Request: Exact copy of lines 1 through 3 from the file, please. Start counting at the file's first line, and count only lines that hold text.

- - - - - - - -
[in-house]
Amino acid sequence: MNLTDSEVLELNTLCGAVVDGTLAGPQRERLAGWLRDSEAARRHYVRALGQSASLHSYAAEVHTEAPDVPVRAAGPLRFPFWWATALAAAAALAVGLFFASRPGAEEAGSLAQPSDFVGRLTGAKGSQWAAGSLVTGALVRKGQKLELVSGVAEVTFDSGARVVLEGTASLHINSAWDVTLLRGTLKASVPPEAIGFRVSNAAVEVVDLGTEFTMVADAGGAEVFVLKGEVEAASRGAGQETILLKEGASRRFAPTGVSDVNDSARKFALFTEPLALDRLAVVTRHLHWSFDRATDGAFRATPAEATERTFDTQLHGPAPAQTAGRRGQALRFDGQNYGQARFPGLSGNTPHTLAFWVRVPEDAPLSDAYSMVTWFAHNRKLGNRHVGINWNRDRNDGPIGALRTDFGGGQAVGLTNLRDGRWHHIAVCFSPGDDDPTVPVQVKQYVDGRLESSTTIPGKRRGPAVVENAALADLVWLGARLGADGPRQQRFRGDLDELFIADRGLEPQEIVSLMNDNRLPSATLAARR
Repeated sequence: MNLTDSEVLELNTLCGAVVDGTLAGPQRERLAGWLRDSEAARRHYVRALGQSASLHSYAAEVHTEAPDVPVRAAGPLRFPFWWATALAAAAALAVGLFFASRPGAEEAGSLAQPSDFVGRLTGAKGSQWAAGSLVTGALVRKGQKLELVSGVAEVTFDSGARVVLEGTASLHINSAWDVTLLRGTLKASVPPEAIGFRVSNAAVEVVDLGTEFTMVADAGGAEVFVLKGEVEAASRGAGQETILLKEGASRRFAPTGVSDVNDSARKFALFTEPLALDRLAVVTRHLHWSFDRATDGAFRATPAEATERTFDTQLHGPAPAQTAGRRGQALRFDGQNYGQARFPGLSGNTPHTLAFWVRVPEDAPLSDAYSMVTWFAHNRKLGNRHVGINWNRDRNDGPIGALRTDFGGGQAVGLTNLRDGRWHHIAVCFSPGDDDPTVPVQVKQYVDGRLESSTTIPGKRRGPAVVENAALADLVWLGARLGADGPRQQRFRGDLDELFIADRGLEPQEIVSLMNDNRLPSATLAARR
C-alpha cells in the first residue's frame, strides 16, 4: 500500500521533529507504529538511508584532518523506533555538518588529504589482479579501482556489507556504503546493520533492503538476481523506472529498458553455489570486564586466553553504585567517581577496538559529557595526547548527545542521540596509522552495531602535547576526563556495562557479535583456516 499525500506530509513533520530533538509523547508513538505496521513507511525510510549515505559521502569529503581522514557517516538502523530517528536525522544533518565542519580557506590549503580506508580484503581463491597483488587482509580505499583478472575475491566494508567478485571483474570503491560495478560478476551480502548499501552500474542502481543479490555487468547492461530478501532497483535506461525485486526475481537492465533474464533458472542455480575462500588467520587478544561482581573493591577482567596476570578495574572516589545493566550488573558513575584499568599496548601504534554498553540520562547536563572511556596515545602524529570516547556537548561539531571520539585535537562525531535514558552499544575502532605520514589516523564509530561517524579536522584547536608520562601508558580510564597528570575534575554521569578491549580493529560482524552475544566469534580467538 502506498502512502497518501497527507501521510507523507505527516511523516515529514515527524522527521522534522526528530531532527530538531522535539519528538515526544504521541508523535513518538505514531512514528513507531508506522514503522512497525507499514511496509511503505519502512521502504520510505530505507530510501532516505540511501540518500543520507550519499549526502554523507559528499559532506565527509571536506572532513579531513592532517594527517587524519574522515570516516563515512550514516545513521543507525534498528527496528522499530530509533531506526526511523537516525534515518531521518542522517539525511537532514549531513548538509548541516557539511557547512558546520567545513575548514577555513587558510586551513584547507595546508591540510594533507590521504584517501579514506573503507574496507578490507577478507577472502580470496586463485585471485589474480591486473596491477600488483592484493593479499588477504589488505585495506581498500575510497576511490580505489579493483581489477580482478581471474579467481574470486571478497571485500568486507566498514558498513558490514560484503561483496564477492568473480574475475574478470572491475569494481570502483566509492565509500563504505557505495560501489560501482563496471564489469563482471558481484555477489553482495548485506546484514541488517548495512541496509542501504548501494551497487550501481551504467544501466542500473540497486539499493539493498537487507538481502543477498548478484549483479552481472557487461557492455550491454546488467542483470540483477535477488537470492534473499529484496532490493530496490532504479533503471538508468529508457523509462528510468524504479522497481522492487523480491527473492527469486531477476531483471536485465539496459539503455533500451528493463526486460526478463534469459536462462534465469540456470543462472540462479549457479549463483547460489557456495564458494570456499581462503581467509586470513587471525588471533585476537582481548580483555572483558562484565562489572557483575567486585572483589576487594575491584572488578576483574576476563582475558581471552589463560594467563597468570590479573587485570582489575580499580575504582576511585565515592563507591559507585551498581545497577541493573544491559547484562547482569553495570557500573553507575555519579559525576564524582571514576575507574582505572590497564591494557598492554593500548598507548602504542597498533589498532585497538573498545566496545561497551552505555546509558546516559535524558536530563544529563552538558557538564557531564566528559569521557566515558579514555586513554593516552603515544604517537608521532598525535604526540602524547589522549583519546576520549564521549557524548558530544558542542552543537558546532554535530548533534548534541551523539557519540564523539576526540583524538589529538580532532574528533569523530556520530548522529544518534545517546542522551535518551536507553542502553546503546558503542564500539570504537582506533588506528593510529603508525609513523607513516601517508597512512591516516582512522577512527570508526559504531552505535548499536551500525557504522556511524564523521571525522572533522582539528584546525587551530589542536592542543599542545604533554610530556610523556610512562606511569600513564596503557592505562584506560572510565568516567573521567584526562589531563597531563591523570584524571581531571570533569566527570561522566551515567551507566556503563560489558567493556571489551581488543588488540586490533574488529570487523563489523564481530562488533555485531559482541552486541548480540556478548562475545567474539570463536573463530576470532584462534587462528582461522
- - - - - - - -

[in-house]
Amino acid sequence: MNLTDSEVLELNTLCGAVVDGTLAGPQRERLAGWLRDSEAARRHYVRALGQSASLHSYAAEVHTEAPDVPVRAAGPLRFPFWWATALAAAAALAVGLFFASRPGAEEAGSLAQPSDFVGRLTGAKGSQWAAGSLVTGALVRKGQKLELVSGVAEVTFDSGARVVLEGTASLHINSAWDVTLLRGTLKASVPPEAIGFRVSNAAVEVVDLGTEFTMVADAGGAEVFVLKGEVEAASRGAGQETILLKEGASRRFAPTGVSDVNDSARKFALFTEPLALDRLAVVTRHLHWSFDRATDGAFRATPAEATERTFDTQLHGPAPAQTAGRRGQALRFDGQNYGQARFPGLSGNTPHTLAFWVRVPEDAPLSDAYSMVTWFAHNRKLGNRHVGINWNRDRNDGPIGALRTDFGGGQAVGLTNLRDGRWHHIAVCFSPGDDDPTVPVQVKQYVDGRLESSTTIPGKRRGPAVVENAALADLVWLGARLGADGPRQQRFRGDLDELFIADRGLEPQEIVSLMNDNRLPSATLAARR
Repeated sequence: MNLTDSEVLELNTLCGAVVDGTLAGPQRERLAGWLRDSEAARRHYVRALGQSASLHSYAAEVHTEAPDVPVRAAGPLRFPFWWATALAAAAALAVGLFFASRPGAEEAGSLAQPSDFVGRLTGAKGSQWAAGSLVTGALVRKGQKLELVSGVAEVTFDSGARVVLEGTASLHINSAWDVTLLRGTLKASVPPEAIGFRVSNAAVEVVDLGTEFTMVADAGGAEVFVLKGEVEAASRGAGQETILLKEGASRRFAPTGVSDVNDSARKFALFTEPLALDRLAVVTRHLHWSFDRATDGAFRATPAEATERTFDTQLHGPAPAQTAGRRGQALRFDGQNYGQARFPGLSGNTPHTLAFWVRVPEDAPLSDAYSMVTWFAHNRKLGNRHVGINWNRDRNDGPIGALRTDFGGGQAVGLTNLRDGRWHHIAVCFSPGDDDPTVPVQVKQYVDGRLESSTTIPGKRRGPAVVENAALADLVWLGARLGADGPRQQRFRGDLDELFIADRGLEPQEIVSLMNDNRLPSATLAARR